Boss told us we weren’t bloggin’ enough about time being a flat squirrel, so we went out and bought some toilet paper.
"Really: Why are people always crying in New York? Is it that they are hungry? I honestly do see this out there more than I do in Chicago.”
"There are more people here. It’s a numbers game."
"No, it’s that everyone has roommates and somehow crying in front of a subway car full of strangers seems less horrible than crying in front of your roommate. People here can afford to live alone, you can get a nice place in a good neighborhood for $800, easy."
"But you’re in Chicago."
Yeah, you’ve got to be pretty serious about what you want out of life when you don’t know what’s going to happen the next day. Some days, brushing my teeth was like, “When’s the applause track going to happen?” I was like, I wish there was an audience standing here watching me make it to the bathroom on two legs. I felt like I’d just run a marathon. I was like, “I’m amazing!” There were times when I couldn’t say three sentences without slurring or saying the wrong words. So to be able to now do an interview with you and sounding, I hope, semi-coherent, and to be in the position where I’ve played a couple shows, it’s like I’ve been given my life back. How could I not have changed? It made me realize what a fuckin’ dick I was before. Not in every way of my life, but I didn’t understand what people with invisible illnesses go through every day. Just because somebody doesn’t have a cast on their arm doesn’t mean that they are not dealing with serious illness. Invisible illness is especially insidious because people are like, “You look great.” Before I got diagnosed, I was trying all these weird diets to see if I was allergic to something or if I had Crohn’s disease and I lost a huge amount of weight. Everyone was telling me how great I looked. I remember one day somebody telling me that I was like, “You know what, I’m so skinny because I’m really, really sick, not because I want to be.” They just turned and walked away. I know weight plays such a huge factor in the way people relate to women, but that really showed me. How many people told me how good I looked when I was emaciated? I was like, “Wow.”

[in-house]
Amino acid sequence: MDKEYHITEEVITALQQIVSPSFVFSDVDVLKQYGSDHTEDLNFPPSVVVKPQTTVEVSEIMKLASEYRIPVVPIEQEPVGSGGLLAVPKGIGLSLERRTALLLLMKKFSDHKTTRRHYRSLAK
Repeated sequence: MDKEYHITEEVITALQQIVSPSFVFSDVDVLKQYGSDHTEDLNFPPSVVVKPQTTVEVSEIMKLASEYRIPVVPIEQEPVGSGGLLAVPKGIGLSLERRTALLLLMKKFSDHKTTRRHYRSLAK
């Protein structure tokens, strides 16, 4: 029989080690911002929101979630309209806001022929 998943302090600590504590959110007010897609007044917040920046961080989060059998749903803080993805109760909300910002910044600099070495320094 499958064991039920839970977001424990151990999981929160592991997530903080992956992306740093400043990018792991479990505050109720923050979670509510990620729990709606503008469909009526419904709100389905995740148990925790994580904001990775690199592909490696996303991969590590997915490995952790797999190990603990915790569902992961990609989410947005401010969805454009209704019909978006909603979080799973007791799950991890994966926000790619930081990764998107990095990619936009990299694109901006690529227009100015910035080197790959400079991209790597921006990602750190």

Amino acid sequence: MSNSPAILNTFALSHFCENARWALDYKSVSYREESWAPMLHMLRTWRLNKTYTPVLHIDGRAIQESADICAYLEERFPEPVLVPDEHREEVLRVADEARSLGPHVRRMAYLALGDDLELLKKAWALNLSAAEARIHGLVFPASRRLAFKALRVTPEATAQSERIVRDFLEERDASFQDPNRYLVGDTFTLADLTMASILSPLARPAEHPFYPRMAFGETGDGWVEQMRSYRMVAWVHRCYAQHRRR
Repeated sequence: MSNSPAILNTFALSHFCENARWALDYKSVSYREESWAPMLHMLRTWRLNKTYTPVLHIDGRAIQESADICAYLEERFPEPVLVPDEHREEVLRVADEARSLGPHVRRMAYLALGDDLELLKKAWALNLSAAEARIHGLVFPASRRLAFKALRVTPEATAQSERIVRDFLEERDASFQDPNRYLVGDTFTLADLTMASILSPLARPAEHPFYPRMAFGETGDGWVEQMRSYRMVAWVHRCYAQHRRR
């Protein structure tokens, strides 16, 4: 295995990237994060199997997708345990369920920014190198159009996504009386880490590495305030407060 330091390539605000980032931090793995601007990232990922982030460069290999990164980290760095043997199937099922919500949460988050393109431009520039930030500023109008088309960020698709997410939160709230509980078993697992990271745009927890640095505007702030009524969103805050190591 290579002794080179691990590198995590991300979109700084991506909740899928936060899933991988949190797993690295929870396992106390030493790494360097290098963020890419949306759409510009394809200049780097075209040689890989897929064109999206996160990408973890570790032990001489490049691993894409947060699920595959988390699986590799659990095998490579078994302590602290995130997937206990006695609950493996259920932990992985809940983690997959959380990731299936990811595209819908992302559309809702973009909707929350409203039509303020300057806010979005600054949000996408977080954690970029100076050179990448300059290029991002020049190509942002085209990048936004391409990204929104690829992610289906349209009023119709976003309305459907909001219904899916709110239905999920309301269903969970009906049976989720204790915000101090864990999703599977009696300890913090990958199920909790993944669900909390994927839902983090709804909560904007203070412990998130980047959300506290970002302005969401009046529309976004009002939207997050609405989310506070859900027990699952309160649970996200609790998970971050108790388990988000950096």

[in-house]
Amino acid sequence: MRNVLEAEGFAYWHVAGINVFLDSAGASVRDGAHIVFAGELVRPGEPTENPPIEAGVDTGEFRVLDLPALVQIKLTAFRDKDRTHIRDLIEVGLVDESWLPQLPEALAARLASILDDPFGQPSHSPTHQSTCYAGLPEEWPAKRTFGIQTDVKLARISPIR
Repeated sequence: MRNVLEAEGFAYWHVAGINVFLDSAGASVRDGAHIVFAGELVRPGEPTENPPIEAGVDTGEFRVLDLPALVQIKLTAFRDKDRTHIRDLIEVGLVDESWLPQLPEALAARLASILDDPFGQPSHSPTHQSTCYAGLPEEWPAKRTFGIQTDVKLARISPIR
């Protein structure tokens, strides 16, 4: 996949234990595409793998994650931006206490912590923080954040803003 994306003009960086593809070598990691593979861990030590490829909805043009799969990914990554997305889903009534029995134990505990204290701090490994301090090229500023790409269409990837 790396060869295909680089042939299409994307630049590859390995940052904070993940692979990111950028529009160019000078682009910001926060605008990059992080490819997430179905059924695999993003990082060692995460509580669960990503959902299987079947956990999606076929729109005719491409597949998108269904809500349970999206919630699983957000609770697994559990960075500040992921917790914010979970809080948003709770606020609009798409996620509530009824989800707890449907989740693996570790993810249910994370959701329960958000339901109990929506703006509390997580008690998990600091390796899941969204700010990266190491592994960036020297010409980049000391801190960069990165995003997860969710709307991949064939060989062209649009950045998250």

My dad, my hero, as Fidel Castro at the University of Maryland in 1961. Chesapeake Bay of Pigs.
I imagine us in a retirement home one day, in rocking chairs, just saying “Hitler” and “9/11” back and forth to each other.